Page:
- Keep windows closed during pollen season and use central air conditioning with a HEPA filterattachment. This applies to your home and to any vehicle (car, bus, train, etc.).
- Start taking allergy medicine before pollen season begins. Most allergy medicines work best when taken this way. This allows the medicine to prevent your body from releasing histamine and other chemicals that cause your symptoms.
- Bathe and shampoo your hair daily before going to bed. This will remove pollen from your hair and skin and keep it off your bedding.
- Wash bedding in hot, soapy water once a week.
- Wear sunglasses and a hat. This will help keep pollen out of your eyes and off your hair.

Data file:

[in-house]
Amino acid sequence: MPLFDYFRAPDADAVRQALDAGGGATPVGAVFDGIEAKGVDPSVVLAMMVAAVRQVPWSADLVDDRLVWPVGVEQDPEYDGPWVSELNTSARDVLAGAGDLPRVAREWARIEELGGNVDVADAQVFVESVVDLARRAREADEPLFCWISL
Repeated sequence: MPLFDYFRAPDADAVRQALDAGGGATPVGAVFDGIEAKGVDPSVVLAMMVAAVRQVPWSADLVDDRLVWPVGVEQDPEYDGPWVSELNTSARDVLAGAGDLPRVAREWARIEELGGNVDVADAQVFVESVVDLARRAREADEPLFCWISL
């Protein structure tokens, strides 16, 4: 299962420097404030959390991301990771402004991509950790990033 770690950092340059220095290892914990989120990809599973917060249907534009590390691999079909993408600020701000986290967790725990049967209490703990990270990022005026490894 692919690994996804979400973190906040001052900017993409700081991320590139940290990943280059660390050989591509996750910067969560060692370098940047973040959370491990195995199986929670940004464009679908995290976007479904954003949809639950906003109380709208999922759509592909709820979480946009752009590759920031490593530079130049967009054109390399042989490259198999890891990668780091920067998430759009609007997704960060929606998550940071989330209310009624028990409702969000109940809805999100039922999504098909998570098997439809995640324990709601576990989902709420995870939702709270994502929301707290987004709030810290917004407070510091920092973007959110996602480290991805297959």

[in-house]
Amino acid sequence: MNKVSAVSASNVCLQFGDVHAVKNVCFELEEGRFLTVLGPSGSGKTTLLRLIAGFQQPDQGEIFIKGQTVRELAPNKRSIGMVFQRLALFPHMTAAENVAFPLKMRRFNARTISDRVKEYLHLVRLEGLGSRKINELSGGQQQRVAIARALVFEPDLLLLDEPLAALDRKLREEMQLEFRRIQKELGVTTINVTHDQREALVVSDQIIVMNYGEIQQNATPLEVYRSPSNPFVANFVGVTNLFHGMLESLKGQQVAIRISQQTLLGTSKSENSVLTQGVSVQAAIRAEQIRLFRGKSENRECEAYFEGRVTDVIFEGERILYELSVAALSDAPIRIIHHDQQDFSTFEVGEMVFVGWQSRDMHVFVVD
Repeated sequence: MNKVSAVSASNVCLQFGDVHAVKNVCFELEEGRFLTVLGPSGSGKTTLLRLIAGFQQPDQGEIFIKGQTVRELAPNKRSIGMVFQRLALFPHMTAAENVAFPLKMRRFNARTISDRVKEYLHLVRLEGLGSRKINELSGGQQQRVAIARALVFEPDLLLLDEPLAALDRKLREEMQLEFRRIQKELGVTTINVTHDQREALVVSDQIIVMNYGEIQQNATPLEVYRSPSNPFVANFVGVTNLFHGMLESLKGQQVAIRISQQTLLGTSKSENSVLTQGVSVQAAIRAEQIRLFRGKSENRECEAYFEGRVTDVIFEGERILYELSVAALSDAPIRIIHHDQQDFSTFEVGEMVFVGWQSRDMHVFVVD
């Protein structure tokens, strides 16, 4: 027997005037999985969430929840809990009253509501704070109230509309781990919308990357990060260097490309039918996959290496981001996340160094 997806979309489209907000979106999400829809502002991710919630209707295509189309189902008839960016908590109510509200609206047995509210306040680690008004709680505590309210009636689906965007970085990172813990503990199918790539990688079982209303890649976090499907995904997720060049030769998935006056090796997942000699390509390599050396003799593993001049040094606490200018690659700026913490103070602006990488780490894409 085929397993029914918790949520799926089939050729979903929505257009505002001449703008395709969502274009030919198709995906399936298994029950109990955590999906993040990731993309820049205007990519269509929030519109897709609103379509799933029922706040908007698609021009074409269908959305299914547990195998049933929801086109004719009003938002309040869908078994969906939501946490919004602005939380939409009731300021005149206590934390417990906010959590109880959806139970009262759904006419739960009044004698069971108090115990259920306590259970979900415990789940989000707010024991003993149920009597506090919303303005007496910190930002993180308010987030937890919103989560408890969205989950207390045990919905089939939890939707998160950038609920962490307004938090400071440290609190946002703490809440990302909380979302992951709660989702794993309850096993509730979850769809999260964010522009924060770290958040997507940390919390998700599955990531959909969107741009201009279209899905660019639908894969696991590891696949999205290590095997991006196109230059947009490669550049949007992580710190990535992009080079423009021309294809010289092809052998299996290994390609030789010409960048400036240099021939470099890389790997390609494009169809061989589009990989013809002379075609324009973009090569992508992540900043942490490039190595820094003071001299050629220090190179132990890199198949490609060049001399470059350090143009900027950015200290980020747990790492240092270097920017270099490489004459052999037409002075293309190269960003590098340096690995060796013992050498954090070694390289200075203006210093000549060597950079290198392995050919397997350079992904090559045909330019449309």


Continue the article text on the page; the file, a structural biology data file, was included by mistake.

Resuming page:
- Limit close contact with pets that spend a lot of time outdoors.
- Change and wash clothes worn during outdoor activities.
- Dry your clothes in a clothes dryer, not on an outdoor line.
Treatment for Pollen Allergy
Certain over-the-counter and prescription medicines may help reduce pollen allergy symptoms.
- Antihistamines come in pill, liquid or nasal spray form. They can relieve sneezing and itching in the nose and eyes. They also reduce a runny nose and, to a lesser extent, nasal stuffiness.
- Decongestants are available as pills, liquids, nasal sprays or drops. They help shrink the lining of the nasal passages and relieve nasal stuffiness. Use decongestant nose drops and sprays only on the short-term.
- Nasal corticosteroids are a type of nasal spray. They reduce inflammation in the nose and block allergic reactions. They are the most effective medicine type for allergic rhinitis because they can reduce all symptoms, including nasal congestion. Nasal corticosteroids have few side effects.